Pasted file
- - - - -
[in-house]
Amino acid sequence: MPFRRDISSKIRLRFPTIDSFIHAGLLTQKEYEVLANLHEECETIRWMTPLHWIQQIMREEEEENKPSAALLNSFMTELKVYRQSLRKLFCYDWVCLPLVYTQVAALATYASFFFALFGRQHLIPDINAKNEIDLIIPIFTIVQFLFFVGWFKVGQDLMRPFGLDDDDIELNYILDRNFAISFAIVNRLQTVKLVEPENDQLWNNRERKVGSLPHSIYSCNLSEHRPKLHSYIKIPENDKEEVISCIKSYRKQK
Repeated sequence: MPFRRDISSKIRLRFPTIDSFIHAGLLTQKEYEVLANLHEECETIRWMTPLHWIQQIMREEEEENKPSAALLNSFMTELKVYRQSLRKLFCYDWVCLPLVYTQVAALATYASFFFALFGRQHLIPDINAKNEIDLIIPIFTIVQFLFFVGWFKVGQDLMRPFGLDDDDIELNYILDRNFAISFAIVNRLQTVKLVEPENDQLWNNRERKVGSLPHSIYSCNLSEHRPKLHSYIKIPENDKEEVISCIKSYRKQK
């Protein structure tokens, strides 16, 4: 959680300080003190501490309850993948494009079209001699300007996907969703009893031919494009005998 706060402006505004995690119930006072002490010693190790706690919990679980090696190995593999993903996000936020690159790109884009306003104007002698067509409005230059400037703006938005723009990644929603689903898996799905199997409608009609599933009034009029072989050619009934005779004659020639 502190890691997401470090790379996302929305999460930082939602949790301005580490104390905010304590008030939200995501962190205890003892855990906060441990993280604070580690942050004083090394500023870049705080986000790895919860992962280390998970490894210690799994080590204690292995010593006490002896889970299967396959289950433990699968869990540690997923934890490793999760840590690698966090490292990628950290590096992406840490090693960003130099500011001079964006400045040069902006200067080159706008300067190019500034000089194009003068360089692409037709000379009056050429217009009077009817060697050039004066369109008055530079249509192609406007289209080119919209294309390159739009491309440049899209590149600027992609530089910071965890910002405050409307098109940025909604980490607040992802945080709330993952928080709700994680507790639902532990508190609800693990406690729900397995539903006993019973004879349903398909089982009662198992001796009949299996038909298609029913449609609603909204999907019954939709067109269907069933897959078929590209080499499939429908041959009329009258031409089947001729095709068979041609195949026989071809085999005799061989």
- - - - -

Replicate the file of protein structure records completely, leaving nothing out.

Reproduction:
[in-house]
Amino acid sequence: MPFRRDISSKIRLRFPTIDSFIHAGLLTQKEYEVLANLHEECETIRWMTPLHWIQQIMREEEEENKPSAALLNSFMTELKVYRQSLRKLFCYDWVCLPLVYTQVAALATYASFFFALFGRQHLIPDINAKNEIDLIIPIFTIVQFLFFVGWFKVGQDLMRPFGLDDDDIELNYILDRNFAISFAIVNRLQTVKLVEPENDQLWNNRERKVGSLPHSIYSCNLSEHRPKLHSYIKIPENDKEEVISCIKSYRKQK
Repeated sequence: MPFRRDISSKIRLRFPTIDSFIHAGLLTQKEYEVLANLHEECETIRWMTPLHWIQQIMREEEEENKPSAALLNSFMTELKVYRQSLRKLFCYDWVCLPLVYTQVAALATYASFFFALFGRQHLIPDINAKNEIDLIIPIFTIVQFLFFVGWFKVGQDLMRPFGLDDDDIELNYILDRNFAISFAIVNRLQTVKLVEPENDQLWNNRERKVGSLPHSIYSCNLSEHRPKLHSYIKIPENDKEEVISCIKSYRKQK
């Protein structure tokens, strides 16, 4: 959680300080003190501490309850993948494009079209001699300007996907969703009893031919494009005998 706060402006505004995690119930006072002490010693190790706690919990679980090696190995593999993903996000936020690159790109884009306003104007002698067509409005230059400037703006938005723009990644929603689903898996799905199997409608009609599933009034009029072989050619009934005779004659020639 502190890691997401470090790379996302929305999460930082939602949790301005580490104390905010304590008030939200995501962190205890003892855990906060441990993280604070580690942050004083090394500023870049705080986000790895919860992962280390998970490894210690799994080590204690292995010593006490002896889970299967396959289950433990699968869990540690997923934890490793999760840590690698966090490292990628950290590096992406840490090693960003130099500011001079964006400045040069902006200067080159706008300067190019500034000089194009003068360089692409037709000379009056050429217009009077009817060697050039004066369109008055530079249509192609406007289209080119919209294309390159739009491309440049899209590149600027992609530089910071965890910002405050409307098109940025909604980490607040992802945080709330993952928080709700994680507790639902532990508190609800693990406690729900397995539903006993019973004879349903398909089982009662198992001796009949299996038909298609029913449609609603909204999907019954939709067109269907069933897959078929590209080499499939429908041959009329009258031409089947001729095709068979041609195949026989071809085999005799061989």